....."Haha. With spreads blowing out, Billy has to be feeling some serious pain right now. What if he was wrong and the government doesn’t make his positions whole? What if they bail out Fannie and Freddie but give all investors one hell of a haircut?
Maybe his “investment secrets” were nothing more than, “hang out with the right crowd and make sure they’ve got your back” and “if all else fails, get the taxpayer to bail you out of your underwater positions.”
Well, Billy has a big bet on. The big bet could result in a big FAIL."
roub : "It is by now clear that the shopped-out, saving-less and debt-burdened US consumer is on the ropes and that there will be a significant and persistent contraction of real consumption for the next few quarters. About a dozen separate negative headwinds – to be described in detail in this note - are now hitting the US consumer while the positive effects on consumption of the tax rebates are already fading away.
spider : so lets see ifn i got this right... tax payers gon get stiffed to save the asses o the financial s but itz ok cos we all gon get stuffed if they all clapse? what mish say?
mish : Leverage Continues To Unwind...
..."Across the board, leverage continues to unwind. This is supportive of the idea that speculators played a bigger role in commodity prices than some have presumed. From a fundamental standpoint, the global economy is slowing at a rapid pace. Even China is rapidly slowing as noted in China's Manufacturing Contracts for Second Month.
Some attribute the China slowdown to shutting of factories ahead of the Olympics. I disagree. If a 2-3 week slowdown was all there was to the China slowdown story then the Chinese stock market would not have collapsed in half and China would not be announcing a stimulus package.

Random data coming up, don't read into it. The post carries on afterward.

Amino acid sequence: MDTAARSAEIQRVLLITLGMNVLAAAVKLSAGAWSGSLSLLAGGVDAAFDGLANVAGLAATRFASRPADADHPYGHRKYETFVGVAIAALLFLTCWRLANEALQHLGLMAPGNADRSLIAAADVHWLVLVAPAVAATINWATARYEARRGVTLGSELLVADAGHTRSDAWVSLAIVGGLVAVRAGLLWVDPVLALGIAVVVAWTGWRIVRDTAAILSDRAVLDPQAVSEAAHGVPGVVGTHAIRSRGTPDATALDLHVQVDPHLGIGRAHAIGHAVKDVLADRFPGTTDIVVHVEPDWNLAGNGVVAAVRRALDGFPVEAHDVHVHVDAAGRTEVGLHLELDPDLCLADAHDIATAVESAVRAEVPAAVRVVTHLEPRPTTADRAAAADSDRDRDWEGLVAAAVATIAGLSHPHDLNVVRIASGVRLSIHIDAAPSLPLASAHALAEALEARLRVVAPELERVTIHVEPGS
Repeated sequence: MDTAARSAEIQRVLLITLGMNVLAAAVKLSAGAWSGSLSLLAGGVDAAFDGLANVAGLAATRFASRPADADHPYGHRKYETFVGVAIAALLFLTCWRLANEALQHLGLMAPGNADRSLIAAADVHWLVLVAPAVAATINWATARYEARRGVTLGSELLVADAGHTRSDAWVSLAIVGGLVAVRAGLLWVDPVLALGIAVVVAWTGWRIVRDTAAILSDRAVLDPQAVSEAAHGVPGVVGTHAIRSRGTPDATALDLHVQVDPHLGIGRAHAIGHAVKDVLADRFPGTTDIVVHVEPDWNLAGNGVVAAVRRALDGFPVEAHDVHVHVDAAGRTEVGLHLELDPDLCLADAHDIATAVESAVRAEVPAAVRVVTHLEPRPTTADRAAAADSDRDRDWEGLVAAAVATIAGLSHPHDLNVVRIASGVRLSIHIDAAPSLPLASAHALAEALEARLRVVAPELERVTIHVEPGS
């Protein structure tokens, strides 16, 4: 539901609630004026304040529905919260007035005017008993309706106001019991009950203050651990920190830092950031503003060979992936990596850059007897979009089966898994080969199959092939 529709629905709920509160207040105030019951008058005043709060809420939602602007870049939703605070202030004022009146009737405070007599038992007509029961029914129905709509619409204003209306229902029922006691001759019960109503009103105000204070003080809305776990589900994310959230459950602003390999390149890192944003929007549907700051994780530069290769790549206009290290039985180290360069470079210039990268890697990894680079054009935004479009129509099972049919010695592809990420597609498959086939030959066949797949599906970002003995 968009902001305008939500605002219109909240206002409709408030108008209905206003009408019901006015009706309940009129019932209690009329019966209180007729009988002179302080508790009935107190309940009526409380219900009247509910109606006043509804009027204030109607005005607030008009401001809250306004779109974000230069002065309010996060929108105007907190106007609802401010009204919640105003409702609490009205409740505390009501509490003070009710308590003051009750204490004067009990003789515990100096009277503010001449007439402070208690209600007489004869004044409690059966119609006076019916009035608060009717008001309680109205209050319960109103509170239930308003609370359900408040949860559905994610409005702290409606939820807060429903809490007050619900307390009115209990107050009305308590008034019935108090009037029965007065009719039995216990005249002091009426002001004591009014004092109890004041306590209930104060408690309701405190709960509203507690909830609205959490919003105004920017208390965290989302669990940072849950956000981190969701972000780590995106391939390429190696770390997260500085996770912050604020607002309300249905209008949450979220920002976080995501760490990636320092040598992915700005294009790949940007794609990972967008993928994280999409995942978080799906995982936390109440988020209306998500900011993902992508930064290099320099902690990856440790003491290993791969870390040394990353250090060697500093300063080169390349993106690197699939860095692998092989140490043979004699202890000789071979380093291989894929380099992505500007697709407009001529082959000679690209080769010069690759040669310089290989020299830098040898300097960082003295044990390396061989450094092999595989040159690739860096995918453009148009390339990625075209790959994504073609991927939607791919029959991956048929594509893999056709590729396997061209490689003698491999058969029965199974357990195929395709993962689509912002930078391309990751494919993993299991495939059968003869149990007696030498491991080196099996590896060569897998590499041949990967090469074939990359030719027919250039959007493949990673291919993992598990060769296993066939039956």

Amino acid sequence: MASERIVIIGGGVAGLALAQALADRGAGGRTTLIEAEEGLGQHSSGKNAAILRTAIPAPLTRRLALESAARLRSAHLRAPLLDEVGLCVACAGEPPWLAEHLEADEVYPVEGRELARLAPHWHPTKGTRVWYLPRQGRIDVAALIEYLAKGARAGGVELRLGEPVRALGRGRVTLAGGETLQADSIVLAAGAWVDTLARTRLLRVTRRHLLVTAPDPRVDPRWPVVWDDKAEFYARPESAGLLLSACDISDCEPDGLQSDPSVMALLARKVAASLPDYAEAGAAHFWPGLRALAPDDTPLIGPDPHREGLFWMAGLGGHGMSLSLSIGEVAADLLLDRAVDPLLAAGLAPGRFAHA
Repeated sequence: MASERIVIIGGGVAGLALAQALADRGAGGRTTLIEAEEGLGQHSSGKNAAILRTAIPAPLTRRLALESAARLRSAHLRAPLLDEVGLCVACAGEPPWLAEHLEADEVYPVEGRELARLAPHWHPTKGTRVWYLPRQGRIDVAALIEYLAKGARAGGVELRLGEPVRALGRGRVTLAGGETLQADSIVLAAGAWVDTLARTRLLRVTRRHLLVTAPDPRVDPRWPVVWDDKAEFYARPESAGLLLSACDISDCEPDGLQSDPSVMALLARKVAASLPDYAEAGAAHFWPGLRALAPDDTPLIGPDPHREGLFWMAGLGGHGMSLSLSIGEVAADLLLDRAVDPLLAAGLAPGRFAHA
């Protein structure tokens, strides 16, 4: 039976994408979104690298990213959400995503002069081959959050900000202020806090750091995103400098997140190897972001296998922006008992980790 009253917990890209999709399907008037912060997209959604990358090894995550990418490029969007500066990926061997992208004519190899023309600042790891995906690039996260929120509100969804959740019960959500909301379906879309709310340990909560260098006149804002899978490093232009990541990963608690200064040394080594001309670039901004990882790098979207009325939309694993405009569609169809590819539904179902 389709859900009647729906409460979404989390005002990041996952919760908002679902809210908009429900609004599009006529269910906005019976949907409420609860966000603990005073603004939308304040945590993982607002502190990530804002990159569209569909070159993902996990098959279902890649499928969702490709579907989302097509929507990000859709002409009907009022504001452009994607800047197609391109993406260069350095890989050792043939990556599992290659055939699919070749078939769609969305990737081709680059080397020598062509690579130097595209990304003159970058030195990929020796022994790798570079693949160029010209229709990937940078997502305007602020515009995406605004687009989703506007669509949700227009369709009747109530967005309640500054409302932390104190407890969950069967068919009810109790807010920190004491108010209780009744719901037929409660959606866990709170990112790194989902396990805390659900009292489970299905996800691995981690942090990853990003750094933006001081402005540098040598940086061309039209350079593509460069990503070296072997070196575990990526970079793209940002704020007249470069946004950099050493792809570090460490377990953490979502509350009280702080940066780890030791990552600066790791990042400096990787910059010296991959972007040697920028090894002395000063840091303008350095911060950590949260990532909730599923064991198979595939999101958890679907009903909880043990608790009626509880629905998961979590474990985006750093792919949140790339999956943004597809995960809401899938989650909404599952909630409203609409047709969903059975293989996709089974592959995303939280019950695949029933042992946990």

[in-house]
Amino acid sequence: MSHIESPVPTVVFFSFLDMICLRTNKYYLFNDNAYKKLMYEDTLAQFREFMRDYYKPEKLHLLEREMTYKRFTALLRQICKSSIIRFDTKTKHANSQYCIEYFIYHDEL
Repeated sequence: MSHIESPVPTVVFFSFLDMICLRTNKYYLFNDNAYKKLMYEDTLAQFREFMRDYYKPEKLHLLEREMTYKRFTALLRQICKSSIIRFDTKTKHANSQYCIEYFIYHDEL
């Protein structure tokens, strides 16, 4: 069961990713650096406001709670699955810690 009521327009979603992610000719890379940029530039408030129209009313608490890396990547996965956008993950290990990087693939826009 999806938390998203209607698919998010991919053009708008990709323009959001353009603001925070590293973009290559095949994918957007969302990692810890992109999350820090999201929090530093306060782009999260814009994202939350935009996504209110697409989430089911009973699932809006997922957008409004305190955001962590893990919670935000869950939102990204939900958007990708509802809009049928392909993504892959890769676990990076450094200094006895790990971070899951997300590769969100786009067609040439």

When it comes to hedge funds, I think the major shakeout is still coming. And as with Ospraie, those wanting out are going to find it easier said than done. Eventually illiquidity and leverage come back to haunt every time.".....
..."That overcapacity in conjunction with rising unemployment means that profits are going to be very difficult to come by. Indeed, there is no point to borrow money if expected returns are negative. Currently one cannot count on positive returns from the stock market, the corporate bond market, carry trades, housing, restaurants, nail salons, or even gold, silver, energy, and other commodities. Leverage is being forced out of the system at every turn.
Of course there are some Pollyannas who always think a massive recovery is just around the corners. However, banks are not acting as if a recovery is coming soon, nor is the treasury market, nor is the corporate bond market, nor are credit default swaps and various risk spreads.
Indeed the corporate bond market is acting as if it's Dead Banks Walking. And dead banks walking in my opinion is a continuation of the deflationary period we are in."
pickardthequaker : to be continued.......
Disclaimer:The content on this site is provided as general information only and should not be taken as investment advice. All site content, including advertisements, shall not be construed as a recommendation to buy or sell any security or financial instrument, or to participate in any particular trading or investment strategy.
Yo! Spider dude, How come we gotta keep sayin this stuff about this is not advice blah blah?
spider :Painter dude thats so's the suckers out there won't go do nothin stupid and say we told em it was ok. Then they gon come get yo with some smart ass lawyer an sue yo skinny ass off!
pickard : No way man! Aint nobody dumb enuff to listen to some freakin artist view on investin they hard earned bucks?
spider : Way man, Sooo way! Them suckers'l listen to any kind o s**t if they think they can get a edge.
Just look at the way they piled inta real estate, CDO's SIV's, CDS's and whatever.
Shoot! What you say Halfcat?
It's cool! What the f**k kind a lawyer gonna sue a dog or a rat?
I'm a mouse! you mutt.
Chill guys, cool it, the suckers watchin an all.